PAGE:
Peer-influenced content. Sources you trust. No registration required. This is HCN.

The New England Journal of MedicineImages in Clinical Medicine: Acrodermatitis Enteropathica

A 9-year-old boy, who had been on a constant dose of oral zinc supplementation since 6 months of age, presented with a year-long history of rash and recent episodes of abdominal pain and diarrhea. The diagnosis of acrodermatitis enteropathica, an autosomal recessive disorder of zinc deficiency, was confirmed through genetic testing and clinical presentation.

Key Points

  • The patient had been receiving the same dose of zinc supplementation since 6 months of age due to lack of access to care during the COVID-19 pandemic.
  • Physical examination revealed the patient’s height was below the fifth percentile for age and he had erythematous, scaly, clearly demarcated psoriasiform plaques on various parts of his body.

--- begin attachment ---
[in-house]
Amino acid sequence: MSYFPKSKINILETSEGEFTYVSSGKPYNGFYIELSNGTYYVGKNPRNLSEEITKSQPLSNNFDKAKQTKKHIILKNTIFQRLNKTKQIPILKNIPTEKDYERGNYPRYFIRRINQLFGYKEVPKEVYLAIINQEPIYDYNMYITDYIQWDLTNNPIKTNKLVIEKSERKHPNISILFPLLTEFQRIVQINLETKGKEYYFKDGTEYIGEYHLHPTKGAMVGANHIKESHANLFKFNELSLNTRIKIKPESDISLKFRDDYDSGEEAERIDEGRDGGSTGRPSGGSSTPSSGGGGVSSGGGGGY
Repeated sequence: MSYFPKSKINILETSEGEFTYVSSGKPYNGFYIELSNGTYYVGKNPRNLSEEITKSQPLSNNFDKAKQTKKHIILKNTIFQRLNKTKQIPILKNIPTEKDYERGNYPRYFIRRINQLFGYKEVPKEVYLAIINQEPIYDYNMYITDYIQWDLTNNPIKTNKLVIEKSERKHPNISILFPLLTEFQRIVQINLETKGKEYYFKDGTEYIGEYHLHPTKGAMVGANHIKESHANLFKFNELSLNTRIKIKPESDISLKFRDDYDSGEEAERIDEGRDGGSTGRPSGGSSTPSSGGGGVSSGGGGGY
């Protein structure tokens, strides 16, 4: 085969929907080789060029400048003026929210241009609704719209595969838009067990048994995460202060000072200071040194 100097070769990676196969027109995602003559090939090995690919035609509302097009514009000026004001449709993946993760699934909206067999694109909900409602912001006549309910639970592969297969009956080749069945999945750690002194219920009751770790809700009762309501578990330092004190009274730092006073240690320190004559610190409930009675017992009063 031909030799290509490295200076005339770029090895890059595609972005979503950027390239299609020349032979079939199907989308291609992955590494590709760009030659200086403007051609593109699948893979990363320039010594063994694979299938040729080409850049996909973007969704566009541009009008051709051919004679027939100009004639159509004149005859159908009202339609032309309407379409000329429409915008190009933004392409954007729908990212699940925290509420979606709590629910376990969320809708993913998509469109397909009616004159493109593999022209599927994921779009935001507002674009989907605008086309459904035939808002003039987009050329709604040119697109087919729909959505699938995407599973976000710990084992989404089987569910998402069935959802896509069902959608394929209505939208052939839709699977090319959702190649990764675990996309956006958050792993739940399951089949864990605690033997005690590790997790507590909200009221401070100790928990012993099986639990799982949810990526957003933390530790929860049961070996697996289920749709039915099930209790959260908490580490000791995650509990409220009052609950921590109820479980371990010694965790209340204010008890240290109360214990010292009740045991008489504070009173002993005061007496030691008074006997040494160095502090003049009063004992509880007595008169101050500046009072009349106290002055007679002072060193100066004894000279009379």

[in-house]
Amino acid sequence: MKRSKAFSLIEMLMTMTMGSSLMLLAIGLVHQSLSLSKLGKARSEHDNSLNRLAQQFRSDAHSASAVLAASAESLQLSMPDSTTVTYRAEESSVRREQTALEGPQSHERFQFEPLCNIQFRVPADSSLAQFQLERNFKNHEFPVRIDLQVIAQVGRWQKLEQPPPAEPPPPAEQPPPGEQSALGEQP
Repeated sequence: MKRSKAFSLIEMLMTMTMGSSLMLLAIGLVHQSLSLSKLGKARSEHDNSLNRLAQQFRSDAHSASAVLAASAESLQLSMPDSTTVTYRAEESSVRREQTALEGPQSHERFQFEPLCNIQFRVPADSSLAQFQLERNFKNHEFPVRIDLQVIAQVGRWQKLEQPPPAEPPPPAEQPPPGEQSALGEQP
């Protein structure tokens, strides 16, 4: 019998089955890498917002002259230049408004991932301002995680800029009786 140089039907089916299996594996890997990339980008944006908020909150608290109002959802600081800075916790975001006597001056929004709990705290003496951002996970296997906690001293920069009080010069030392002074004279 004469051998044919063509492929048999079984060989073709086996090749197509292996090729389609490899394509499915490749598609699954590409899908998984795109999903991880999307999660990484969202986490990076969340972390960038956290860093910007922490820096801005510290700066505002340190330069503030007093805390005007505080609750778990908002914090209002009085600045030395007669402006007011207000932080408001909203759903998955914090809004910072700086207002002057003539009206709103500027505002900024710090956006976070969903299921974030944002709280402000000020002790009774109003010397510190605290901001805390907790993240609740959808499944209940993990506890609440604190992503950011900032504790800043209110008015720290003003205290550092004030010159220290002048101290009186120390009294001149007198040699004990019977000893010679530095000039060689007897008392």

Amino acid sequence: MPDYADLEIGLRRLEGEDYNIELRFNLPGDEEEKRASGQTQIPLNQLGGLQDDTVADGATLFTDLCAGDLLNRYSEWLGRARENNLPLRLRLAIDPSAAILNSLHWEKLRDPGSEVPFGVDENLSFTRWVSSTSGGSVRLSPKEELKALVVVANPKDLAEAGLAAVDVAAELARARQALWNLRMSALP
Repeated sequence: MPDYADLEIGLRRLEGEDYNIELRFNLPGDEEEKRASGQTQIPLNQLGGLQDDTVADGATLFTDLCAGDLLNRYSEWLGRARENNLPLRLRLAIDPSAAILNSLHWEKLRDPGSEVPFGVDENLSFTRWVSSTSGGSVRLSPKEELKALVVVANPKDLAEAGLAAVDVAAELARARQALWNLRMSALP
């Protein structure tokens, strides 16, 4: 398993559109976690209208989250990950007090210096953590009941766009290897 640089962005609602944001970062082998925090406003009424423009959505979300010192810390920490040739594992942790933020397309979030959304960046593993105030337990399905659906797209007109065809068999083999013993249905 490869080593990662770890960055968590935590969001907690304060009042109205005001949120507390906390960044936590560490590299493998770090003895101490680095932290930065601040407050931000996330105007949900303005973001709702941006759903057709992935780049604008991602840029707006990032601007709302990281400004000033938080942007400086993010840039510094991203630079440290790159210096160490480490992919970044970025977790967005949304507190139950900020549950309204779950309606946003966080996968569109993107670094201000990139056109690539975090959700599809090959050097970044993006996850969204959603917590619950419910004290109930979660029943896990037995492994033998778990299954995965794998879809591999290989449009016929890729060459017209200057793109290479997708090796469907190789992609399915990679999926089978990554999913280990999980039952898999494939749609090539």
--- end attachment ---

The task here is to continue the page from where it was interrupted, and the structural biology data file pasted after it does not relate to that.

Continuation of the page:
• Laboratory tests showed a fasting serum zinc level of 386 μg per deciliter (59 μmol per liter) and a low alkaline phosphatase level.
  • Genetic testing identified a pathogenic variant and a variant of uncertain significance in SLC39A4, a gene that encodes a zinc transporter protein.
  • After adjusting the dose of elemental zinc for the patient’s body weight, his symptoms abated within 2 weeks.

HCN Medical Memo
Zinc deficiency is one of the most prevalent nutritional problems, affecting nearly 25% of the global population.

More in Dermatology

The Healthcare Communications Network is owned and operated by IQVIA Inc.

Click below to leave this site and continue to IQVIA’s Privacy Choices form